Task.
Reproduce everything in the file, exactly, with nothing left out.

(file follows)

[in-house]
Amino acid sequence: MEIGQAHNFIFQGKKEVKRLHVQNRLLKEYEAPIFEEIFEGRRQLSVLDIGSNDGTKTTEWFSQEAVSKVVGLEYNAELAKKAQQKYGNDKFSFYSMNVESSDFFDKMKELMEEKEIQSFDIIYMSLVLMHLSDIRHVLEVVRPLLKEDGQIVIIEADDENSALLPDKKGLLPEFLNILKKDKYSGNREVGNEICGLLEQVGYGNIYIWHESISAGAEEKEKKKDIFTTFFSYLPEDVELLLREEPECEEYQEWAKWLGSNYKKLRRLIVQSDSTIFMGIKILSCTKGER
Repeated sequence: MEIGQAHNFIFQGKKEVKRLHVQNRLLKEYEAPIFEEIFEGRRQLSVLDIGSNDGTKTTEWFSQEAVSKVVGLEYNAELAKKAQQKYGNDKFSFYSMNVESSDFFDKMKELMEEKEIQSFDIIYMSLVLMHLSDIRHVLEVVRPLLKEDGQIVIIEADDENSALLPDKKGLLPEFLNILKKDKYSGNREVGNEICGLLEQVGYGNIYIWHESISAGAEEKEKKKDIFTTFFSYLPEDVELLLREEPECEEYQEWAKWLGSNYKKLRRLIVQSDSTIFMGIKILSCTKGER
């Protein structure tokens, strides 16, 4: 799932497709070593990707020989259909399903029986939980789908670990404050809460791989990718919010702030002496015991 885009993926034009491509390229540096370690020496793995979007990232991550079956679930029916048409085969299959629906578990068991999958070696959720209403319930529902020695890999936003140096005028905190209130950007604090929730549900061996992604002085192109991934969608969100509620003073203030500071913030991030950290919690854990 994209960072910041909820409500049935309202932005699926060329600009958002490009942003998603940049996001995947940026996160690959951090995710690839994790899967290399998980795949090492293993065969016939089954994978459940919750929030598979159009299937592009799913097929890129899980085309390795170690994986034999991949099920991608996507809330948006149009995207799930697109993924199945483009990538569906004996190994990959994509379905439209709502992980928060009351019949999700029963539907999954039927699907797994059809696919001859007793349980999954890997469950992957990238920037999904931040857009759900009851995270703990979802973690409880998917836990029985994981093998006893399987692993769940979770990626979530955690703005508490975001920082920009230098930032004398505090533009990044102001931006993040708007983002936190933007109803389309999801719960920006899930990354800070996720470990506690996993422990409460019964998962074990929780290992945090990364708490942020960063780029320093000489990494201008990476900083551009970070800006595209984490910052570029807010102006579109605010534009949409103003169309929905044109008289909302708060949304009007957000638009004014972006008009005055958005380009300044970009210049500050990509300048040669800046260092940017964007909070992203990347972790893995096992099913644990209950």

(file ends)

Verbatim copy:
[in-house]
Amino acid sequence: MEIGQAHNFIFQGKKEVKRLHVQNRLLKEYEAPIFEEIFEGRRQLSVLDIGSNDGTKTTEWFSQEAVSKVVGLEYNAELAKKAQQKYGNDKFSFYSMNVESSDFFDKMKELMEEKEIQSFDIIYMSLVLMHLSDIRHVLEVVRPLLKEDGQIVIIEADDENSALLPDKKGLLPEFLNILKKDKYSGNREVGNEICGLLEQVGYGNIYIWHESISAGAEEKEKKKDIFTTFFSYLPEDVELLLREEPECEEYQEWAKWLGSNYKKLRRLIVQSDSTIFMGIKILSCTKGER
Repeated sequence: MEIGQAHNFIFQGKKEVKRLHVQNRLLKEYEAPIFEEIFEGRRQLSVLDIGSNDGTKTTEWFSQEAVSKVVGLEYNAELAKKAQQKYGNDKFSFYSMNVESSDFFDKMKELMEEKEIQSFDIIYMSLVLMHLSDIRHVLEVVRPLLKEDGQIVIIEADDENSALLPDKKGLLPEFLNILKKDKYSGNREVGNEICGLLEQVGYGNIYIWHESISAGAEEKEKKKDIFTTFFSYLPEDVELLLREEPECEEYQEWAKWLGSNYKKLRRLIVQSDSTIFMGIKILSCTKGER
């Protein structure tokens, strides 16, 4: 799932497709070593990707020989259909399903029986939980789908670990404050809460791989990718919010702030002496015991 885009993926034009491509390229540096370690020496793995979007990232991550079956679930029916048409085969299959629906578990068991999958070696959720209403319930529902020695890999936003140096005028905190209130950007604090929730549900061996992604002085192109991934969608969100509620003073203030500071913030991030950290919690854990 994209960072910041909820409500049935309202932005699926060329600009958002490009942003998603940049996001995947940026996160690959951090995710690839994790899967290399998980795949090492293993065969016939089954994978459940919750929030598979159009299937592009799913097929890129899980085309390795170690994986034999991949099920991608996507809330948006149009995207799930697109993924199945483009990538569906004996190994990959994509379905439209709502992980928060009351019949999700029963539907999954039927699907797994059809696919001859007793349980999954890997469950992957990238920037999904931040857009759900009851995270703990979802973690409880998917836990029985994981093998006893399987692993769940979770990626979530955690703005508490975001920082920009230098930032004398505090533009990044102001931006993040708007983002936190933007109803389309999801719960920006899930990354800070996720470990506690996993422990409460019964998962074990929780290992945090990364708490942020960063780029320093000489990494201008990476900083551009970070800006595209984490910052570029807010102006579109605010534009949409103003169309929905044109008289909302708060949304009007957000638009004014972006008009005055958005380009300044970009210049500050990509300048040669800046260092940017964007909070992203990347972790893995096992099913644990209950």